Washington: Researchers have developed a cheap enzyme-based method that can diagnose tuberculosis (TB) more accurately and faster than available devices.
This inexpensive portable diagnosis system can cut the time it takes to spot TB bacteria from weeks or months to less than half an hour.
Chemist Jianghong Rao of Stanford University and microbiologist Jeffrey Cirillo of Texas A&M University developed a chemical called CDG-3 that glows when it is broken down by an mycobacterium tuberculosis (TB bacteria) enzyme called BlaC.
The researchers found they could detect as few as 10 TB bacteria in a millilitre sample.
They then tested the method on 50 sputum samples from people in Texas.
It correctly identified all the samples that contained M tuberculosis visible under a microscope, and 80 percent of those in which infections were not visible.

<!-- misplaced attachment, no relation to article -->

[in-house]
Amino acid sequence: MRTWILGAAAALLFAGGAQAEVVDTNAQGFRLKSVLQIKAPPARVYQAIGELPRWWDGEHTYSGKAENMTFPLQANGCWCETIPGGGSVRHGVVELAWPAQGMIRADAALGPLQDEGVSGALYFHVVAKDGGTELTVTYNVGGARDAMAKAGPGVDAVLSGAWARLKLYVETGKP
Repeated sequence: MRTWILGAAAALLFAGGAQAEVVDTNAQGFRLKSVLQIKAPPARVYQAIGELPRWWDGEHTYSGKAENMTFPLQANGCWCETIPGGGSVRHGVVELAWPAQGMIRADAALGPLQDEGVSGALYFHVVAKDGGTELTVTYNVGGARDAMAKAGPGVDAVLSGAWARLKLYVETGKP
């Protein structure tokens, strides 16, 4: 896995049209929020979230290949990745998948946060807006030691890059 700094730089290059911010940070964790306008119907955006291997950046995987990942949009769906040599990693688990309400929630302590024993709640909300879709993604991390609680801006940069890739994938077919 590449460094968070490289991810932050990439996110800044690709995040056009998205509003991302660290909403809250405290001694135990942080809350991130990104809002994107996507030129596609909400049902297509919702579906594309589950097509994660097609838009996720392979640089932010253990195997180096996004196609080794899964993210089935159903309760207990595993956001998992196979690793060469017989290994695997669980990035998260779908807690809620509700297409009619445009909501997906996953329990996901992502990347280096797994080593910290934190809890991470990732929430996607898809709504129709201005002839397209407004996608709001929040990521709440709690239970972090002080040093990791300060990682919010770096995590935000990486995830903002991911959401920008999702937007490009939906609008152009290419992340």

When tested in people without TB, the CDG-3 probe diagnosed them correctly 73 percent of the time.
Rao and Cirillo are now working to develop a portable, battery-powered device that measures the fluorescence coming from CDG-3 as it is broken down.
The device is expected to hit the market in 2015.
A single test will cost about $5 (Rs.295) and will take less than 30 minutes to deliver a diagnosis, said the paper published in the journal Angewandte Chemie.